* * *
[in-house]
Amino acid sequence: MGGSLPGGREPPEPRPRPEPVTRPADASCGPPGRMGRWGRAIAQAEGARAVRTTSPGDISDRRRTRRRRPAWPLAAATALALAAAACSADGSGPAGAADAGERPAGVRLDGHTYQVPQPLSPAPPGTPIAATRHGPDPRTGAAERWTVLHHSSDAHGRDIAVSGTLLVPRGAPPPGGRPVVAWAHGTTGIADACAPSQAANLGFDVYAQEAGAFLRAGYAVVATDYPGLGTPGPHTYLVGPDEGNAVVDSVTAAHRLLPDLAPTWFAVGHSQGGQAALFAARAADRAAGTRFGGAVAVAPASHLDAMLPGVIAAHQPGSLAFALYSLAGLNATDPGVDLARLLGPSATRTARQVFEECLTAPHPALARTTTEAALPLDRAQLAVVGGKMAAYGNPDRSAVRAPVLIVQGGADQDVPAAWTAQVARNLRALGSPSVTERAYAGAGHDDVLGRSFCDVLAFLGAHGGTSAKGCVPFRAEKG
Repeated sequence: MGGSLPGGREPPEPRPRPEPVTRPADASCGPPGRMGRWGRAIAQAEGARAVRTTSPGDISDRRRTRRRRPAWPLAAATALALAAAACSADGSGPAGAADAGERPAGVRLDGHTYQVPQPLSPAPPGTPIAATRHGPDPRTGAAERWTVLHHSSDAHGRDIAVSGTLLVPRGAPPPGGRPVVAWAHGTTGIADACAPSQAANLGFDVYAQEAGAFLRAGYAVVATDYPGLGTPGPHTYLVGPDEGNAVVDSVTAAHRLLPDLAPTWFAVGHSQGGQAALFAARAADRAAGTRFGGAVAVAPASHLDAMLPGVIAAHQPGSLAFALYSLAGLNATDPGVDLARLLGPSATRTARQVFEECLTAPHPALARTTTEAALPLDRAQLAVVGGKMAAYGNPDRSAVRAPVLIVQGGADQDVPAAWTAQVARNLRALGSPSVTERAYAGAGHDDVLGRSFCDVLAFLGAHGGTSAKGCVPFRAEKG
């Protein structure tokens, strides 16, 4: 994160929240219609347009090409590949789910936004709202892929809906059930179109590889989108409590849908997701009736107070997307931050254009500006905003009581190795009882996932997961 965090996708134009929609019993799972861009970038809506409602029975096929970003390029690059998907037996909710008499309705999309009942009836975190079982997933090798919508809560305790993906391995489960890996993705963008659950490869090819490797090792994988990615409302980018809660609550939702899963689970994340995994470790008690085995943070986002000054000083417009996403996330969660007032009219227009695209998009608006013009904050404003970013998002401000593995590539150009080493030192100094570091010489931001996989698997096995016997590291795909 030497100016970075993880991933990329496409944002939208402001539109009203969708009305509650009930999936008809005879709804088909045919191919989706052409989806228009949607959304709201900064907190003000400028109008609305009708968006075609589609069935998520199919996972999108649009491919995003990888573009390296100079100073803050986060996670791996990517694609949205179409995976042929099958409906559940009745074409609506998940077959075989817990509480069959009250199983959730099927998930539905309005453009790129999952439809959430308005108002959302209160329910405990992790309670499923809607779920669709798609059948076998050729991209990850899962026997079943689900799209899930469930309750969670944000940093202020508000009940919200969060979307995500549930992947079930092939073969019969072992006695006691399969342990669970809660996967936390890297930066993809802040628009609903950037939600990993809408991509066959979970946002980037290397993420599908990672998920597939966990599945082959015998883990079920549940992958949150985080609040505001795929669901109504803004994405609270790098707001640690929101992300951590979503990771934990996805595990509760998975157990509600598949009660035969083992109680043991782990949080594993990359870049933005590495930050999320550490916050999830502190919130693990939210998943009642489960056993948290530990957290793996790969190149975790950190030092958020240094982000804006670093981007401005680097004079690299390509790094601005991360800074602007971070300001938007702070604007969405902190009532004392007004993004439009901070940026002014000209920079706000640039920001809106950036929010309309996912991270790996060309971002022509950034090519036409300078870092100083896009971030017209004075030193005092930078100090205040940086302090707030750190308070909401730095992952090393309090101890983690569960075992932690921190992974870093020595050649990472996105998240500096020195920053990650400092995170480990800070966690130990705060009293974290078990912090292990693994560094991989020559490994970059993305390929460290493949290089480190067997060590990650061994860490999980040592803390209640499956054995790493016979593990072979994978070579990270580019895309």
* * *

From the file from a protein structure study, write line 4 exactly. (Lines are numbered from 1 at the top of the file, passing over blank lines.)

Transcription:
């Protein structure tokens, strides 16, 4: 994160929240219609347009090409590949789910936004709202892929809906059930179109590889989108409590849908997701009736107070997307931050254009500006905003009581190795009882996932997961 965090996708134009929609019993799972861009970038809506409602029975096929970003390029690059998907037996909710008499309705999309009942009836975190079982997933090798919508809560305790993906391995489960890996993705963008659950490869090819490797090792994988990615409302980018809660609550939702899963689970994340995994470790008690085995943070986002000054000083417009996403996330969660007032009219227009695209998009608006013009904050404003970013998002401000593995590539150009080493030192100094570091010489931001996989698997096995016997590291795909 030497100016970075993880991933990329496409944002939208402001539109009203969708009305509650009930999936008809005879709804088909045919191919989706052409989806228009949607959304709201900064907190003000400028109008609305009708968006075609589609069935998520199919996972999108649009491919995003990888573009390296100079100073803050986060996670791996990517694609949205179409995976042929099958409906559940009745074409609506998940077959075989817990509480069959009250199983959730099927998930539905309005453009790129999952439809959430308005108002959302209160329910405990992790309670499923809607779920669709798609059948076998050729991209990850899962026997079943689900799209899930469930309750969670944000940093202020508000009940919200969060979307995500549930992947079930092939073969019969072992006695006691399969342990669970809660996967936390890297930066993809802040628009609903950037939600990993809408991509066959979970946002980037290397993420599908990672998920597939966990599945082959015998883990079920549940992958949150985080609040505001795929669901109504803004994405609270790098707001640690929101992300951590979503990771934990996805595990509760998975157990509600598949009660035969083992109680043991782990949080594993990359870049933005590495930050999320550490916050999830502190919130693990939210998943009642489960056993948290530990957290793996790969190149975790950190030092958020240094982000804006670093981007401005680097004079690299390509790094601005991360800074602007971070300001938007702070604007969405902190009532004392007004993004439009901070940026002014000209920079706000640039920001809106950036929010309309996912991270790996060309971002022509950034090519036409300078870092100083896009971030017209004075030193005092930078100090205040940086302090707030750190308070909401730095992952090393309090101890983690569960075992932690921190992974870093020595050649990472996105998240500096020195920053990650400092995170480990800070966690130990705060009293974290078990912090292990693994560094991989020559490994970059993305390929460290493949290089480190067997060590990650061994860490999980040592803390209640499956054995790493016979593990072979994978070579990270580019895309």